Author Topic: To plan ahead, or not to plan ahead...  (Read 888 times)

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Offline Nahuel

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To plan ahead, or not to plan ahead...
« on: July 02, 2004, 05:03:35 am »
Ever since I was young, and I mean 4 or 5 years old, I have wanted to become a writer... not that I knew conciously that such a job existed, but I liked to write stories and the occasional poem. Sometimes I find old disks I stored them on and laugh.
I still write, even though I've been struggling to get out of a block that has lasted over a year. A lot about my stories has changed, for example the fact that I actually finished a halfway decent one last year. I finished a 'novel' (100 pages) before that, when I was 12, but I didn't think it was any good then, let alone now. I only finished it for my friends that liked it anyway.

So what am I getting at?

Well, the things that haven't changed.

I still sit down with only a vauge idea or a character in mind and write a couple of pages till I hit a dead end. Then the next day, week, or even year I'll write another couple of pages until I can't think of anything.
I don't plan ahead. Sometimes the ending comes to me (like the one story I finished), sometimes I have a vague idea of what I want to happen at some later point in the story. If the latter is the case, I don't usually make it to that 'later point' because I can't think of anything to come in between 'now' and 'later', and I can't just skip it either.

I have read some books on writing stories, and they say to plan ahead, think out the general plot or write down what happens in each of the chapters. I tried this, even in a very thorough way (a computer program of which I can't remember the name) and have found that this only hinders me. I write because it's fun to figure out what happens next, even for me, and if I know too much I suddenly don't want to write the story anymore.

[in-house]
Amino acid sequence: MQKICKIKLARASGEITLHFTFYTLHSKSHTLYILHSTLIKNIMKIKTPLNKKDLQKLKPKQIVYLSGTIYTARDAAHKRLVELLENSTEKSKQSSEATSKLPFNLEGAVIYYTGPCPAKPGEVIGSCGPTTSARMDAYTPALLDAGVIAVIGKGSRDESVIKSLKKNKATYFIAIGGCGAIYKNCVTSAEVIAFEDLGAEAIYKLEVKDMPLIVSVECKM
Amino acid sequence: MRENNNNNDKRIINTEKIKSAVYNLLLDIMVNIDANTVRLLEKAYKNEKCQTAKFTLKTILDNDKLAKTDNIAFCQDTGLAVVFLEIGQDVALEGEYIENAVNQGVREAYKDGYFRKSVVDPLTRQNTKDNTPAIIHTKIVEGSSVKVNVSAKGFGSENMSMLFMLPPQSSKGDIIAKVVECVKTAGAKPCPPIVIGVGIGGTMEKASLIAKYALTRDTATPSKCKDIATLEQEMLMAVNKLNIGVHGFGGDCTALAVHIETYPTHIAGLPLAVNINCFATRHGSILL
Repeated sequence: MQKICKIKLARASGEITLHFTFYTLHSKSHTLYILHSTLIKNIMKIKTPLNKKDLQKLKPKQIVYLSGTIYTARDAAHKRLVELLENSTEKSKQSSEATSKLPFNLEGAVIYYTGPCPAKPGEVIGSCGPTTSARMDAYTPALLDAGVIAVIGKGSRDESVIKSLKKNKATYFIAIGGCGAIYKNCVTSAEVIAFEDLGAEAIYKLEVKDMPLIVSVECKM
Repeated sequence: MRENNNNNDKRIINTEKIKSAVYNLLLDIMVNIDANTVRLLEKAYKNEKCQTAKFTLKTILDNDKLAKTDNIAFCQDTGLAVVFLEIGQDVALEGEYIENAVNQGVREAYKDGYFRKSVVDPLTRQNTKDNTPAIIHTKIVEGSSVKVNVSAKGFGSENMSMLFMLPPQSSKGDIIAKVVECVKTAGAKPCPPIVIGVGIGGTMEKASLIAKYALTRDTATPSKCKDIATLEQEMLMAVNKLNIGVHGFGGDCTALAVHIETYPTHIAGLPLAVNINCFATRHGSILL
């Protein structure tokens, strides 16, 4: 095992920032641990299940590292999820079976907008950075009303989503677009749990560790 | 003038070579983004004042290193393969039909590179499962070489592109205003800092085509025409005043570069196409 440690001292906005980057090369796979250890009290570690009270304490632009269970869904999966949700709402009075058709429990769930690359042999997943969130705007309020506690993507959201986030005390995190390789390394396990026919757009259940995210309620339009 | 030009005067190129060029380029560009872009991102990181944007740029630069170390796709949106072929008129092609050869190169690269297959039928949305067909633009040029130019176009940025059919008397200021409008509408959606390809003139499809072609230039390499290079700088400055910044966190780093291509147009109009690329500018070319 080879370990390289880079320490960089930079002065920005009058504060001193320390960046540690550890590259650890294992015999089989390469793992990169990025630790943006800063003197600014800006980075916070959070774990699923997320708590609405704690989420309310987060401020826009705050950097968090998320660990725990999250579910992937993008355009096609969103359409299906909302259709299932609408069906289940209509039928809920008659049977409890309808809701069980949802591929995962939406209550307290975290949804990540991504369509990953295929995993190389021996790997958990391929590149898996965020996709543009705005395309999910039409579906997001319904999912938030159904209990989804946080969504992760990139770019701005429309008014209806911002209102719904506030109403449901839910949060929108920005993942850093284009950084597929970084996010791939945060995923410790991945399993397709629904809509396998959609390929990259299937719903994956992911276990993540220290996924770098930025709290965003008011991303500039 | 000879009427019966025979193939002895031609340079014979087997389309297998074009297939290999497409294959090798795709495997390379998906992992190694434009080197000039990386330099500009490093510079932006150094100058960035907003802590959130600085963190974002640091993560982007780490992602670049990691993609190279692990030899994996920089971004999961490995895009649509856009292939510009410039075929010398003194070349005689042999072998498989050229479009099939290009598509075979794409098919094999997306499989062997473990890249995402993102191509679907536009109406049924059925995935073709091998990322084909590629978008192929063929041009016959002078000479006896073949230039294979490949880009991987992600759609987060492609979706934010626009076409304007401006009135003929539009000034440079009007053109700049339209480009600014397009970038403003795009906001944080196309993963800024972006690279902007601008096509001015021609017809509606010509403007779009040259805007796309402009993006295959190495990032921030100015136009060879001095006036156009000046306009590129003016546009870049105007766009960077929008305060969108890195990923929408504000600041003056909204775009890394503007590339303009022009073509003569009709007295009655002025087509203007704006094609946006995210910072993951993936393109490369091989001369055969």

The only thing I want to have figured out in advance is at least one character, an event that gets the thing going, the general atmosphere, the language I'll be writing it in (English or Dutch) and the setting. If the story is set in the modern day I just go "Oh, well, a city of..." and name a city I know something about. If it's in a fantasy setting I can go to great lengths making a map of the country, major cities, history, the people, everything, but I can't plan ahead in the story because it 'crashes' me.

Still, without planning I can't get on with the story because I get stuck filling in the gaps.

So I was wondering, does anyone have the same problem? Maybe some advice? Do you plan the entire story before you start writing it or do you make it up on the go?
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Offline Andrew J

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To plan ahead, or not to plan ahead...
« Reply #1 on: July 02, 2004, 10:47:02 am »
Well, everyone is different. I am lucky enough to have had a story idea that found me, instead of the other way around. Just remember that you're the ONLY one who will or can make this story, or otherwise it will be lost, and try to force yourself to write. Remember that: everything will be lost, everything will die--can you have that blood on your hands?

O Discordia, the world grows dark!




"Pity this busy monster manunkind not..."
-e.e. cummings

"Go then. There are other worlds then these."
-John "Jake" Chambers

To plan ahead, or not to plan ahead...
« Reply #2 on: July 09, 2004, 10:02:41 pm »
I'm going to go out on a limb and presume that, as a furry, most of your material is sci-fi and/or fantasy.  In that case, its definitely a good idea to plan ahead.